Chapter 25. High Availability, Load Balancing, and Replication
Database servers can work together to allow a second server to
take over quickly if the primary server fails (high
availability), or to allow several computers to serve the same
data (load balancing). Ideally, database servers could work
together seamlessly. Web servers serving static web pages can
be combined quite easily by merely load-balancing web requests
to multiple machines. In fact, read-only database servers can
be combined relatively easily too. Unfortunately, most database
servers have a read/write mix of requests, and read/write servers
are much harder to combine. This is because though read-only
data needs to be placed on each server only once, a write to any
server has to be propagated to all servers so that future read
requests to those servers return consistent results.
This synchronization problem is the fundamental difficulty for
servers working together. Because there is no single solution
that eliminates the impact of the sync problem for all use cases,
there are multiple solutions. Each solution addresses this
problem in a different way, and minimizes its impact for a specific
Some solutions deal with synchronization by allowing only one
server to modify the data. Servers that can modify data are
called read/write or "master" servers. Servers that can reply
to read-only queries are called "slave" servers. Servers that
cannot be accessed until they are changed to master servers are
called "standby" servers.
Some solutions are synchronous,
meaning that a data-modifying transaction is not considered
committed until all servers have committed the transaction. This
guarantees that a failover will not lose any data and that all
load-balanced servers will return consistent results no matter
which server is queried. In contrast, asynchronous solutions allow some
delay between the time of a commit and its propagation to the other servers,
opening the possibility that some transactions might be lost in
the switch to a backup server, and that load balanced servers
might return slightly stale results. Asynchronous communication
is used when synchronous would be too slow.
Solutions can also be categorized by their granularity. Some solutions
can deal only with an entire database server, while others allow control
at the per-table or per-database level.
Performance must be considered in any choice. There is usually a
trade-off between functionality and
performance. For example, a full synchronous solution over a slow
network might cut performance by more than half, while an asynchronous
one might have a minimal performance impact.
The remainder of this section outlines various failover, replication,
and load balancing solutions. A glossary is
- Shared Disk Failover
Shared disk failover avoids synchronization overhead by having only one
copy of the database. It uses a single disk array that is shared by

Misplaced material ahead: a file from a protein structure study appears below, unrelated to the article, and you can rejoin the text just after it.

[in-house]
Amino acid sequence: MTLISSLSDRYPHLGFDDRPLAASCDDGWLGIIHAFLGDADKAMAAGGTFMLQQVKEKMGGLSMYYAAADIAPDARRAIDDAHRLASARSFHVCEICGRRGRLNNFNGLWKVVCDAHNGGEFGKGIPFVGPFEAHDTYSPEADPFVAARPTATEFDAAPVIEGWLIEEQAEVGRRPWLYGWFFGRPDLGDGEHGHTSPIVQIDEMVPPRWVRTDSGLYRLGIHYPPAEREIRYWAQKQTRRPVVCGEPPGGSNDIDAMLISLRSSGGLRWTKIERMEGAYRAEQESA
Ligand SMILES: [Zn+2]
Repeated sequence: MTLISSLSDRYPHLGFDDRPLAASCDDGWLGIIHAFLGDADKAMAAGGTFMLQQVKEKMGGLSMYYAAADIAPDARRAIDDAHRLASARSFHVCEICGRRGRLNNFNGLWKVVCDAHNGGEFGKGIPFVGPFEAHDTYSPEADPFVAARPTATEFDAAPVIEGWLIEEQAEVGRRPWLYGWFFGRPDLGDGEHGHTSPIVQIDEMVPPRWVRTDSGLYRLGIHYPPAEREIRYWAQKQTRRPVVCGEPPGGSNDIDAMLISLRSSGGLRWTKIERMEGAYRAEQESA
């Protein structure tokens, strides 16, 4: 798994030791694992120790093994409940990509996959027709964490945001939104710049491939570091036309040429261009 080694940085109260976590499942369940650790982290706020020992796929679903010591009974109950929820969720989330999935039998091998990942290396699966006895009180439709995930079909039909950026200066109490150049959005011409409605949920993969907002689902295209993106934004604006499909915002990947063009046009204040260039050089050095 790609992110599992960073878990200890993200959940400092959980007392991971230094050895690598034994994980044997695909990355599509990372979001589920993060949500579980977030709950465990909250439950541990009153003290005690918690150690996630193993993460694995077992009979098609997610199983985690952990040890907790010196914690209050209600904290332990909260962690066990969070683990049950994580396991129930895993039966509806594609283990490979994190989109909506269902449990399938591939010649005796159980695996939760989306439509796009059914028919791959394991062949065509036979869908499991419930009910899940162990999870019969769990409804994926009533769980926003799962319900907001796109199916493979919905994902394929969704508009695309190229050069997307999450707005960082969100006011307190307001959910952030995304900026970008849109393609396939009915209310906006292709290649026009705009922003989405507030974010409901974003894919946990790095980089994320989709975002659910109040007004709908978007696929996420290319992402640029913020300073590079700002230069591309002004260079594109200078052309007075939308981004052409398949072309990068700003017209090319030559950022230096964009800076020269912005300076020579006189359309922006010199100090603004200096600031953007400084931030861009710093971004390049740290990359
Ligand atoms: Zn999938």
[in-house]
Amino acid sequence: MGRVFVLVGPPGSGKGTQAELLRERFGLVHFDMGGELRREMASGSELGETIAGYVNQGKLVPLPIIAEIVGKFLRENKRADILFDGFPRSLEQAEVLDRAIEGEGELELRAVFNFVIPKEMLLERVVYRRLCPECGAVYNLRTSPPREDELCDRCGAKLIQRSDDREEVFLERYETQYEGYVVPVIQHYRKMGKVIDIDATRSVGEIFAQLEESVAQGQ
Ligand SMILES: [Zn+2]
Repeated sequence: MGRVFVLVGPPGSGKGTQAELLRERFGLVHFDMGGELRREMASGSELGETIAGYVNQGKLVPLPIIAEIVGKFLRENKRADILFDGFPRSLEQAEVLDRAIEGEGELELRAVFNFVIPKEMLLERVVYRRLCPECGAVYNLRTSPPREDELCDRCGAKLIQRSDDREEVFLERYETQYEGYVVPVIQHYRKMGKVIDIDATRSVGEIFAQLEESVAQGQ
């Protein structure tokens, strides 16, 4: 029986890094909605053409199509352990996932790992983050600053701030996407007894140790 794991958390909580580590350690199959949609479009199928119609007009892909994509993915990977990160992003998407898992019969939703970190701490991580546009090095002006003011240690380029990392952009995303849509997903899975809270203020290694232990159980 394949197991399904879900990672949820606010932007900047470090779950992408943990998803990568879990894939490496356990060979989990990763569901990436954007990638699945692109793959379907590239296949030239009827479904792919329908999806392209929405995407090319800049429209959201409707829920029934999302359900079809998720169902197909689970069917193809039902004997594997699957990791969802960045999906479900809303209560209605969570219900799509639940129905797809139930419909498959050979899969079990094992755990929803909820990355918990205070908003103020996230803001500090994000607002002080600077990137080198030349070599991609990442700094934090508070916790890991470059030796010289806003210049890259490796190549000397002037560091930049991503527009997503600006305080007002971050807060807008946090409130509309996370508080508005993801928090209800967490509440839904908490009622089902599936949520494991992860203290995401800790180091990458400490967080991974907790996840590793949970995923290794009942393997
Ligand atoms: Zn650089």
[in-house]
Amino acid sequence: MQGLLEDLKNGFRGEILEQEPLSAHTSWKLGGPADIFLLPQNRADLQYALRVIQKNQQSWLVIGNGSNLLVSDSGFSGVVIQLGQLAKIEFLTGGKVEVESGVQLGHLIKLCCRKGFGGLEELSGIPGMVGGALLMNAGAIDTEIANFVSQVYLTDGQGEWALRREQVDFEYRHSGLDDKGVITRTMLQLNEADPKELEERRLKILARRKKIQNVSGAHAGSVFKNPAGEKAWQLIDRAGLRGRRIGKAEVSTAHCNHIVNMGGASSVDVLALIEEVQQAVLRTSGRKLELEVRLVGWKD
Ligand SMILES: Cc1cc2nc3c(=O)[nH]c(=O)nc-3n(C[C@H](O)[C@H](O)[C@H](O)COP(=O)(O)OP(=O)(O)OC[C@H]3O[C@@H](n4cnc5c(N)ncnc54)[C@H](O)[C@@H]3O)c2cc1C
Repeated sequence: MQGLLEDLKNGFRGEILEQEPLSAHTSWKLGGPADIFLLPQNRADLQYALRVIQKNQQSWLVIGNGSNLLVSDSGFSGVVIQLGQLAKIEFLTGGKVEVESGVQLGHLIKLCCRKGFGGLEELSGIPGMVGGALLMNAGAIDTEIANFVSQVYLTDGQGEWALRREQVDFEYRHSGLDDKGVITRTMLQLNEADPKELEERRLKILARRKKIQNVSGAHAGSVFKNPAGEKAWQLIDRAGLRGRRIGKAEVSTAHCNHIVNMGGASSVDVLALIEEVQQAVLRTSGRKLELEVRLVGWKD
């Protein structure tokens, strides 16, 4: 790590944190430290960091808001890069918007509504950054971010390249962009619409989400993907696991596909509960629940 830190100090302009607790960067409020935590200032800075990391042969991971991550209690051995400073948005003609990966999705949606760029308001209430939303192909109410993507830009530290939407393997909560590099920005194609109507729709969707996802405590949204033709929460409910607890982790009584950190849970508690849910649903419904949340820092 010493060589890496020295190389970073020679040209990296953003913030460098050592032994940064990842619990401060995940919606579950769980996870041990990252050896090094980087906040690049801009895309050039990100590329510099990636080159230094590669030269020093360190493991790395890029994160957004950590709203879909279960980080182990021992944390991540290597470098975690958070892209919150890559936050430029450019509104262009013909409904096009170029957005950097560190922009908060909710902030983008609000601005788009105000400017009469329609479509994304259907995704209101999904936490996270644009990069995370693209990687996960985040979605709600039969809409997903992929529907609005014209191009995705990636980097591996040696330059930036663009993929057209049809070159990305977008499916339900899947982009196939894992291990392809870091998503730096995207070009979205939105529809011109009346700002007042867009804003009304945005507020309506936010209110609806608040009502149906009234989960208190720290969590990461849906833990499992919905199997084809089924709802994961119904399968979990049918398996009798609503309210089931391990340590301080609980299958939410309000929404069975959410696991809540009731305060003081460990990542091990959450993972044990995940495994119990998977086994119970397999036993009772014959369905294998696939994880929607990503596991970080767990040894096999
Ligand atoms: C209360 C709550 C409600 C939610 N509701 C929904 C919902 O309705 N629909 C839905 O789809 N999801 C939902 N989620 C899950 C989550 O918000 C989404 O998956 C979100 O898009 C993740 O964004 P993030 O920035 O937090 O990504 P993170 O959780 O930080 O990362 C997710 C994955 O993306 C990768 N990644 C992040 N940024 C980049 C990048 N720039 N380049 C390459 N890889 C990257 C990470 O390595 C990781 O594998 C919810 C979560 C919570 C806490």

multiple servers. If the main database server fails, the standby server
is able to mount and start the database as though it was recovering from
a database crash. This allows rapid failover with no data loss.
Shared hardware functionality is common in network storage devices.
Using a network file system is also possible, though care must be
taken that the file system has full POSIX behavior (see Section 17.2.1). One significant limitation of this
method is that if the shared disk array fails or becomes corrupt, the
primary and standby servers are both nonfunctional. Another issue is
that the standby server should never access the shared storage while
the primary server is running.
- File System (Block-Device) Replication
A modified version of shared hardware functionality is file system
replication, where all changes to a file system are mirrored to a file
system residing on another computer. The only restriction is that
the mirroring must be done in a way that ensures the standby server
has a consistent copy of the file system — specifically, writes
to the standby must be done in the same order as those on the master.
DRBD is a popular file system replication solution
- Warm Standby Using Point-In-Time Recovery (PITR)
A warm standby server (see Section 24.4) can
be kept current by reading a stream of write-ahead log (WAL)
records. If the main server fails, the warm standby contains
almost all of the data of the main server, and can be quickly
made the new master database server. This is asynchronous and
can only be done for the entire database server.
- Master-Slave Replication
A master-slave replication setup sends all data modification
queries to the master server. The master server asynchronously
sends data changes to the slave server. The slave can answer
read-only queries while the master server is running. The
slave server is ideal for data warehouse queries.
Slony-I is an example of this type of replication, with per-table